Reason to celebrate

Melbourne Cup Day 2007Image by awmalloy via Flickr

It's quite an adjustment travelling from the fields and cities of Cambodia hot as hades and wearing shorts and thongs every day for two weeks to Flemington at Melbourne Cup time. There I become civilised again in a manner of speaking, smartly dressed, sipping bubbles and snacking on canapes in a world much cooler and a sky much greyer than what I've been accustomed.

Still the transition was not so difficult – the transition to the office today has been much more difficult. It's easy after all – what hardship is there in drinking French champagne. And it is familiar – Flemington is the scene of many a past debauch for me. It was easier still when I won.

I did nothing early and wasn't fussed at it – the day is all about fun, winning is a bonus. Then I picked up a winner leading into the Cup. To that point the day had been a mix of heavy rain and brilliant sunshine. When the clouds parted steam could be seen rising from the ground.

For some reason my thinking on the Cup had undergone a small change through the morning. A couple of horses I'd favoured – Descarado and Precedence – I now sacked. I felt So You Think would be thereabouts, but I doubted now that he would win. Watching the rain fall I became utterly convinced that the French horse Americain would win, and said so.

I didn't back it, naturally. In fact I didn't back any horse outright. I'd put on a quinella before leaving home earlier and now I put on a trifecta at the course. Then as the rain cleared I stood to watch the big race unfold.

As it turns out it was a pretty good race. At a certain stage So You Think looked like it might win, but then I think the race was 300 metres too long for it and it got passed by one and then another horse. Naturally enough the horse that won was Americain.

I knew I had the quinella and the trifecta, and as I looked further realised I'd actually picked the first four runners. Zipping, that great old champion and a personal favourite had kept on keeping on to come in fourth. I was satisfied, happy, more so when I saw the dividends. I made about $4,000 on the race  – then managed to get a collect in the final two races as an added bonus.

That's how a race day should be.

Related articles

Enhanced by Zemanta

The great race

I'm off to the Cup today. This must be about the 15th I've attended as child and adult, maybe more. This time around I was reluctant to attend despite it being the 150th running, and the probability that this is the best field to ever start. I agreed to attend as a favour, grumbling as I did so, preferring, I thought, to spend the day quietly planting my summer tomatoes and getting over my jet lag.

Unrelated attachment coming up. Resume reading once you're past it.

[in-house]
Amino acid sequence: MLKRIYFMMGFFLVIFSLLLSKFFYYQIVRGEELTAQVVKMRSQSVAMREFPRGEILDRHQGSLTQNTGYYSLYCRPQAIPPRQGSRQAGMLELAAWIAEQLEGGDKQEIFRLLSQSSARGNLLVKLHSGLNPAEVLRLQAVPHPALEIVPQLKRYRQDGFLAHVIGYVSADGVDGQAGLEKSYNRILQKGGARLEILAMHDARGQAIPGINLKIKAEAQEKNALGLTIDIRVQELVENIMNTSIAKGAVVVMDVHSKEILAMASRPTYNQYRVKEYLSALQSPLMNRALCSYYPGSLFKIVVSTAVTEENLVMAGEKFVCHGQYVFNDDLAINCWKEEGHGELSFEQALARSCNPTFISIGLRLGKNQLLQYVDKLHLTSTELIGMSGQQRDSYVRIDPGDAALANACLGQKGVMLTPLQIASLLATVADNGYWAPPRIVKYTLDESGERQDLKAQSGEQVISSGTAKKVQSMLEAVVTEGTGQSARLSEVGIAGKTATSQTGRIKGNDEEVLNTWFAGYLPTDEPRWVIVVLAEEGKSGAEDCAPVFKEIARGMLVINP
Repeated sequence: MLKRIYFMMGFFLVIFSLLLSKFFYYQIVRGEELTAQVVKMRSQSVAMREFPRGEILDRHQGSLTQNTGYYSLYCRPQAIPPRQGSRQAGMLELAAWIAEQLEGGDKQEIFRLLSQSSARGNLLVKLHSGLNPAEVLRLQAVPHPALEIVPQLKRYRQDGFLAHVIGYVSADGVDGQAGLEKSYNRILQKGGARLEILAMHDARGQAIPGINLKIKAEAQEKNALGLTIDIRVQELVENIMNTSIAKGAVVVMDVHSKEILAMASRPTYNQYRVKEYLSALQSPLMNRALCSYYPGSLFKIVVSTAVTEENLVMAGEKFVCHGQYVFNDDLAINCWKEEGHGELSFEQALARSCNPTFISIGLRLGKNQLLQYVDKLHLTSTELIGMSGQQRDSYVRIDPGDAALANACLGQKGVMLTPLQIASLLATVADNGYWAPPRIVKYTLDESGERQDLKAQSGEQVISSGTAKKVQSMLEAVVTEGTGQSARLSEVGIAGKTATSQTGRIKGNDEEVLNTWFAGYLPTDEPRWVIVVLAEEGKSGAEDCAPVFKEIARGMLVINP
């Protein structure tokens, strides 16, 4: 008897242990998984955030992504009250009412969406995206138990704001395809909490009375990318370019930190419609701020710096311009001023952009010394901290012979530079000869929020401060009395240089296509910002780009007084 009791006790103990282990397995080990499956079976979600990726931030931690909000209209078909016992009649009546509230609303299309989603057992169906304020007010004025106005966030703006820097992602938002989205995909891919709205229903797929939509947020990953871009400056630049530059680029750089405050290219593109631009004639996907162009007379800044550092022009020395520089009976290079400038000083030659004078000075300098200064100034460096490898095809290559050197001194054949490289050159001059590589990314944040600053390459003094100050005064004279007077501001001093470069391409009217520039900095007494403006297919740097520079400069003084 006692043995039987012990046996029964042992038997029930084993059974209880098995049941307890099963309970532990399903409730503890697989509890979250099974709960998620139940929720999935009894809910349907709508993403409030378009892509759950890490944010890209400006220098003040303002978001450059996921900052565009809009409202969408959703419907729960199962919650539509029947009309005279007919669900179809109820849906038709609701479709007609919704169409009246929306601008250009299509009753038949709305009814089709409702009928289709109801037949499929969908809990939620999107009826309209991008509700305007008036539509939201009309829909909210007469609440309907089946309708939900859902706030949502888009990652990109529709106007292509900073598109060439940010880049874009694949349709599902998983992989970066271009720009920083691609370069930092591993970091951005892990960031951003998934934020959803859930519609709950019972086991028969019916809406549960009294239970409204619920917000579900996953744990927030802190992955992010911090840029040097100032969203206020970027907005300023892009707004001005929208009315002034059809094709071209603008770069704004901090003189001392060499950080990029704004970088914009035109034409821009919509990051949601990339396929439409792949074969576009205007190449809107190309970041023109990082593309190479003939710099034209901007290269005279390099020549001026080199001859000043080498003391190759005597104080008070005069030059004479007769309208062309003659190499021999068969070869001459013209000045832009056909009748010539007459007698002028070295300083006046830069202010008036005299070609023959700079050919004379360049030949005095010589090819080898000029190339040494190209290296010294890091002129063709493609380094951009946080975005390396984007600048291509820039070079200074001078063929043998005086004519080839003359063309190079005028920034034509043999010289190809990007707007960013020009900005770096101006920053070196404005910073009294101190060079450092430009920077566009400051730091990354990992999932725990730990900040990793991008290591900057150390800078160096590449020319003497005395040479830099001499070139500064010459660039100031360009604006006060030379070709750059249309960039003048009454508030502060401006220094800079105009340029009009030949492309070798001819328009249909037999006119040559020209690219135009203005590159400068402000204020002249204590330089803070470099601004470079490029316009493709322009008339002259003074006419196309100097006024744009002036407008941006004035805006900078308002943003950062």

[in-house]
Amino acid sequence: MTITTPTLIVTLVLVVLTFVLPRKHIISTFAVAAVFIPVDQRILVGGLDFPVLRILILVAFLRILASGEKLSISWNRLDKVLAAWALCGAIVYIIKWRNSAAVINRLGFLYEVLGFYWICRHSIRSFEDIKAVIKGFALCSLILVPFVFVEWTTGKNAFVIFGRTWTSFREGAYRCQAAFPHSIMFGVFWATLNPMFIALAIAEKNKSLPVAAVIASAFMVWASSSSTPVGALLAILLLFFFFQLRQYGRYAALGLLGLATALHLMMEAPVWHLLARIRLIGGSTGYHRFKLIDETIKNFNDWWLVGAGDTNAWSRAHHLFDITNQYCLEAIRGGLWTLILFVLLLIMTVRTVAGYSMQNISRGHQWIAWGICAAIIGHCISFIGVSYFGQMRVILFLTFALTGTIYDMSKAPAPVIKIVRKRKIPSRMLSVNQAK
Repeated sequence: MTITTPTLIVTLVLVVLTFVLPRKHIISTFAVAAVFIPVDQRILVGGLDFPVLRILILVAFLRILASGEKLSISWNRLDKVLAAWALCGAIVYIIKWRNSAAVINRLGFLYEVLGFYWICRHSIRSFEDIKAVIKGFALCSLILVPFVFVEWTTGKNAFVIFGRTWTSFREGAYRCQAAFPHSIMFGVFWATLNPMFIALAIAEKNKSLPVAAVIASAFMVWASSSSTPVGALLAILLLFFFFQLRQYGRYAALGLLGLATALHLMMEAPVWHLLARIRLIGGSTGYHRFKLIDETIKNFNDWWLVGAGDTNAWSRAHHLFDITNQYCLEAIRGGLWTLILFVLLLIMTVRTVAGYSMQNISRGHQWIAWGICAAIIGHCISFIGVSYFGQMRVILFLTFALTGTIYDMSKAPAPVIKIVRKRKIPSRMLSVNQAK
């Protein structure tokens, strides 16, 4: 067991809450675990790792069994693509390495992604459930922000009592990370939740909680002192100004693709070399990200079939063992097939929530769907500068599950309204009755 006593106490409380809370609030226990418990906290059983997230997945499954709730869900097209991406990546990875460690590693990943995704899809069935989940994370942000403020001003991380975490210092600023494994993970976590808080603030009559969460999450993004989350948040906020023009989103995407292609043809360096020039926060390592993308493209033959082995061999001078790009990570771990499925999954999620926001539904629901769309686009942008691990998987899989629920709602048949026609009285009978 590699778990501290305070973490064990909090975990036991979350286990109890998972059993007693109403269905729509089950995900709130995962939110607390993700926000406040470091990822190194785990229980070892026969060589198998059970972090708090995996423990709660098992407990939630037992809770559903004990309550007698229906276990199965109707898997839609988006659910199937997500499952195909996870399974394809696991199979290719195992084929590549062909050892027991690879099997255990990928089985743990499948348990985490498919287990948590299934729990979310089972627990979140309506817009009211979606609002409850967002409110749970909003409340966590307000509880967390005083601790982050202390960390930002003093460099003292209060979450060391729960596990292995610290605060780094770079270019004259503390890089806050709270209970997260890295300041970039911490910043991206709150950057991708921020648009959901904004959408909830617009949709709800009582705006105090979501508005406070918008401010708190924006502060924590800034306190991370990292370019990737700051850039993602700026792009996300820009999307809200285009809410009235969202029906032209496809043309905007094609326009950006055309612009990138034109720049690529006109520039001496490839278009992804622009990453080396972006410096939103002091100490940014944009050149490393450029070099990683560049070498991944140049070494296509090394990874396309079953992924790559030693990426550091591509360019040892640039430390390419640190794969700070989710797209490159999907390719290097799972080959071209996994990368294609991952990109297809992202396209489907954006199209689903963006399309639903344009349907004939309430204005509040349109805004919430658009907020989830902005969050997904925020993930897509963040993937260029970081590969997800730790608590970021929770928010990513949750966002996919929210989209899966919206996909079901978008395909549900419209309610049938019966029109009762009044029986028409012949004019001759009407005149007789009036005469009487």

Now I'm sitting here at my desk fully kitted up – suit, tie, cufflinks and freshly polished shoes – and I'm more positive towards the day. It's special after all, if not the most special day of racing worldwide – that's probably Derby Day – then it is certainly the most extravagant race in the world today.

I'll enjoy all the usual festivities, have a flutter or two, get stuck into the bubbles and have the odd nibble. Somewhere along the line I'll likely have a flirt or two with some of the racy fillies attending, dressed up to the nines and in a party mood.

There is an additional appeal today in watching the much acclaimed So You Think take on the field. I watched last year at Moonee Valley as it turned on the after-burners to clean up a smart field in the Cox Plate. I thought it was a pretty special horse after that. This year has been better. While I was away it won the Cox Plate again going away, and on Saturday easily won the Mackinnon. It comes into the Cup today after winning five on the trot. Can it go the distance? That's the question.

I don't think I'll be backing it – too short for me – but I hope it wins. That's the great thing about the Melbourne Cup. It is the prover of horses. So often talnt must overcome adversity to win. More often than not it means class must be matched by courage. It means sometimes that an outsider will win, aided by the handicappers weights, but mostly i's a pretty decent horse that gets up.

That's what people want to see. Australians like to see the underdogs prevail. or at least give a good show, in just about every sport. Horse racing is slightly different. We like to see the champions win. To hear the whoof of the crowd as the favourite looms on the straight is spine tingling. To stand amongst them as they acclaim a champion such as Makybe Dive, Might and Power, Northerly, Octagonal, and so on, is an affirmation of the hope people hold inside them. It's a kind of love, and to see these mighty horses win is the proof of that love.

So You Think may be near the best of them. If it wins today it's an out and out champion. It's had done great in 11 starts, but this is more. We mau be seeing the dawning of a great equine career – I think we are – and it would be nice to be there to see it win for wily old Bart today.

Related articles

Enhanced by Zemanta